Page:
What I'm saying is, I won't fight you for Rice. He's all yours. I'm much more interested in Pierce at his current average draft position (128.7), although he was a bust last season as well (2.9), plus he's returning from shoulder surgery. Still, he looks like the early-down back to begin the season, and he impressed two years ago as a rookie (4.9) while taking a big share of the backfield touches during the playoffs. Pierce can't be dismissed by fantasy owners, and he carries a no-risk price tag. Justin Forsett figures to open the regular season as this team's passing-down RB, with Coastal Carolina rookie Lorenzo Taliaferro fighting for scraps. (Taliaferro, by the way, has legal issues of his own that have yet to be resolved.)
With the Ravens expected to run early and often in 2014, it seems unlikely that Flacco will approach last year's 614 pass attempts. I suppose that can be taken as bad news, fantasy-wise, but the man just gave us by far his worst season, despite all that throwing. He was sloppy, inefficient and turnover-prone, completing less than 60 percent of his pass attempts. He also finished with fewer than 20 TD passes for the first time since his rookie campaign. Flacco was uncommonly poor on deep attempts in 2013, per PFF, going 17-for-88 on throws that targeted a receiver 20-plus yards downfield, tossing eight picks and one touchdown pass. The prior year, deep bombs were actually a strength of Flacco's, as he connected on a league-high 11 TDs with zero picks. You'd think that with an elite downfield threat like Torrey Smith at his disposal, vertical strikes would be a deadly weapon for this team — and perhaps under Kubiak, they will be again. Here's some offseason hype, via the team's website:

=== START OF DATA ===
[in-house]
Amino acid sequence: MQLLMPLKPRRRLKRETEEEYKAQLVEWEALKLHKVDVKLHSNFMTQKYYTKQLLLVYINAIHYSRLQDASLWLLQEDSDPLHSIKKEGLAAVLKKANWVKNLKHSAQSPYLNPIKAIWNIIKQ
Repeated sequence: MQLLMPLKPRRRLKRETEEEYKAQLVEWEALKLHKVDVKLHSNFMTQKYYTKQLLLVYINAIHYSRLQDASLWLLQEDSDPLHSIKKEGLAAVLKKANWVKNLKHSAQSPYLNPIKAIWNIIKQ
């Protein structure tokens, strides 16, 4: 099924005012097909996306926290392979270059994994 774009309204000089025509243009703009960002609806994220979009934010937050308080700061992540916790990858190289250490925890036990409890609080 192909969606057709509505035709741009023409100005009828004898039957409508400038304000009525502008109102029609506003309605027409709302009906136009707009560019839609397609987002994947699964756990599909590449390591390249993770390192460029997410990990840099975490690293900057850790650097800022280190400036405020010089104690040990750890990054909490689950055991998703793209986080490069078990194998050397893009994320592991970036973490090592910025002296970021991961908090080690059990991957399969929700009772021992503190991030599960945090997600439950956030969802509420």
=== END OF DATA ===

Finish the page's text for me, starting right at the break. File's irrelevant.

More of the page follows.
“The things we like to do moving around, the zone-pass schemes that we like to run, I think fit to a lot of his strengths,” Kubiak said. “We just need to continue to get better with them.”
“I knew [his arm] was good, but I had no idea just how good it was,” Kubiak said. “The big ball is always in play with Joe. … This league is about making big plays. It’s hard [when you go] three or four yards a pop to do it. You have to make some big plays, and Joe gives you the ability to do that.”
Of course Flacco doesn't exactly have a history of fantasy stardom, so you're not drafting him in standard-size leagues. He's a bye-week QB for most of you, if the matchup works. We're all still waiting for Flacco's first 4,000-yard season, or his first with more than 25 TD passes. The best stretch of his career, to his credit, was during the playoffs two seasons ago, when he averaged 285 passing yards per game and threw 11 TD passes with no interceptions. So give him some consideration in a postseason draft; do not mess with him in a standard regular season 10 or 12-team league.